The Environment Protection Agency has, on the 7th of August 2020, won a landmark case that was brought before Magistrate Santigie Bangura at the Magistrate Court No. 2 in the Southern city of Bo and represented by the Agency’s Legal and Compliance Team. In total, eleven individuals were arraigned before the Magistrate and all pleaded guilty to the charges under the Environment Protection Agency Act.
The matter concerned illegal operations that have been ongoing within the city of Bo involving the production of local soap called “kabakudu” without an Environmental Impact Assessment (EIA) Licence. The Kabakudu Soap is locally produced from sodium hydrochloride which has significant health risks on human beings and the environment. The production of this local soap was being carried out in a manner that was harmful to human health as well as the environment and has been ongoing for several years despite series of attempts by the EPASL to have the manufacturers comply with the EPA Act of 2008. All kabakudu Processing centers were situated within residential areas thereby exposing residents to air pollution due to open burning of palm oil, oil spillage and the release of toxic and hazardous substances.
The workers in these Kabakudu manufacturing centers operate under circumstances that render them so prone to a lot of health hazards like skin cancer, lung diseases, impotency etc. A good number of residents in Bo rely on borehole water courses to carry out their domestic activities. These borehole water courses have been polluted (many now unusable) due to the toxic chemicals used in the production process. Ecologically, the activities of this so-called soap manufacturing industry also posed significant risks to wetlands which are targeted as dump sites thereby putting at risk the ecosystem in that part of the country, leading to biodiversity loss and drastic reduction of essential ecosystem services.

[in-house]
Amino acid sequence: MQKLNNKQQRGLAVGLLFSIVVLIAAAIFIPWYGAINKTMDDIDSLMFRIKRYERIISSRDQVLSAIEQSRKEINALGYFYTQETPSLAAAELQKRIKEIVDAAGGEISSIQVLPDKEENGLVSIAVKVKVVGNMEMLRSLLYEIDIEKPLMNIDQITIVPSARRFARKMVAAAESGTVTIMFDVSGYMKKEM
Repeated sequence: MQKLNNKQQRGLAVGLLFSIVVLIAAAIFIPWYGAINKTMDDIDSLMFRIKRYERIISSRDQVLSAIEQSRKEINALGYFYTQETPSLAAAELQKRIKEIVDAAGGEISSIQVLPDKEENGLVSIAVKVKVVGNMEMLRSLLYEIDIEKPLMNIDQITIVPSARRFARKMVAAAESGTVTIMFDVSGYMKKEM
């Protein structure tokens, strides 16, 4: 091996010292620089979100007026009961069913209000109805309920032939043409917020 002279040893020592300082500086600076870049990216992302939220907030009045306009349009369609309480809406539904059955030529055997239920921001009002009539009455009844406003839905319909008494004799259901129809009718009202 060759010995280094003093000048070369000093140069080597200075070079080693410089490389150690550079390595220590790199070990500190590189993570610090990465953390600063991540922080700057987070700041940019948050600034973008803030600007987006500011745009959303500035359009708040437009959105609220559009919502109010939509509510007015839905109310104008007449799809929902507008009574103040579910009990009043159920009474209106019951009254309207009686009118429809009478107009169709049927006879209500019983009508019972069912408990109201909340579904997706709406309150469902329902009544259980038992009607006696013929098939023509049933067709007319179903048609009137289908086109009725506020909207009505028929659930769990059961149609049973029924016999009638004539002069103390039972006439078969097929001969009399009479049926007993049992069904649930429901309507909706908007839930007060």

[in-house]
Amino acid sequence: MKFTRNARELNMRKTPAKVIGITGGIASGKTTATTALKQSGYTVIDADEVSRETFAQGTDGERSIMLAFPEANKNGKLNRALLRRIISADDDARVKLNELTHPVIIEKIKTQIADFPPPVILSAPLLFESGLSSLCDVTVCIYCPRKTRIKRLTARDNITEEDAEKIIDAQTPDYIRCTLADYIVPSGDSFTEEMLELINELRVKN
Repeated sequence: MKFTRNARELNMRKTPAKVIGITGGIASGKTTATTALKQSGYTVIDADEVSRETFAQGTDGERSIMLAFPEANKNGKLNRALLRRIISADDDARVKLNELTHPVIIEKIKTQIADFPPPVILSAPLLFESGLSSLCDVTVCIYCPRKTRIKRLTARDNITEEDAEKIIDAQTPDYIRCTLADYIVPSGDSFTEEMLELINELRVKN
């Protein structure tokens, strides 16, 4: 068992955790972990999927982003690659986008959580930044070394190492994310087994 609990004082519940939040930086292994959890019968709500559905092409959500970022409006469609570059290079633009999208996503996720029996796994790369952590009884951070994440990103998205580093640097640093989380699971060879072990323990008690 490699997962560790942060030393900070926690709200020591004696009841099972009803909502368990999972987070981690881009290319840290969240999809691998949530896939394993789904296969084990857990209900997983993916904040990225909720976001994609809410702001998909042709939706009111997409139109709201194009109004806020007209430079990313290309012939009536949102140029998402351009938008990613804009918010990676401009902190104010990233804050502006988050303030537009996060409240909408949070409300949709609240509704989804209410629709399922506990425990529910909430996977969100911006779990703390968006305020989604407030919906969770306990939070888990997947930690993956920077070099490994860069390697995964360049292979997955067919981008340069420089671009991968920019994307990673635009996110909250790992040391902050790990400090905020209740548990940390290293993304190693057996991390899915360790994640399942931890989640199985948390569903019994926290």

Among other things, the discharge of noxious waste into the environment was a key feature of the operations of the Kabakudu production which, in itself, was a violation under Sec 58(5) of the EPA Act which states that “The discharge of any toxic and hazardous substance into the air or in, or under the land and waters of sierra Leone is prohibited”.
Sec 23(1) of the EPA Act provides that “notwithstanding the provisions of any enactment, no person shall undertake or cause to be undertaken any of the projects set out in the First Schedule unless he holds a valid licence in respect of such project”. The First Schedule to the EPA Act provides a list of activities, including those for which the accused persons were charged, which require a company or person engaged in such acts to acquire an EIA licence as a condition precedent. In other words, the acquisition of an EIA licence must predate the commencement of activities for which the licence is being sought. Sec 24(1) of the Act is very instructive on this and it states that “Any person who wishes to undertake or cause to be undertaken any of the projects set out in the First Schedule shall apply to the Agency for a licence”.
Sec 23(2) of the Act states in no uncertain terms that any person who contravenes Sec 23(1) commits an offence and is liable on conviction to a fine not exceeding twenty five million leones in the case of a citizen of Sierra Leone and ten thousand United States dollars in the case of a non-citizen or to a term of imprisonment not exceeding two years or to both the fine and imprisonment.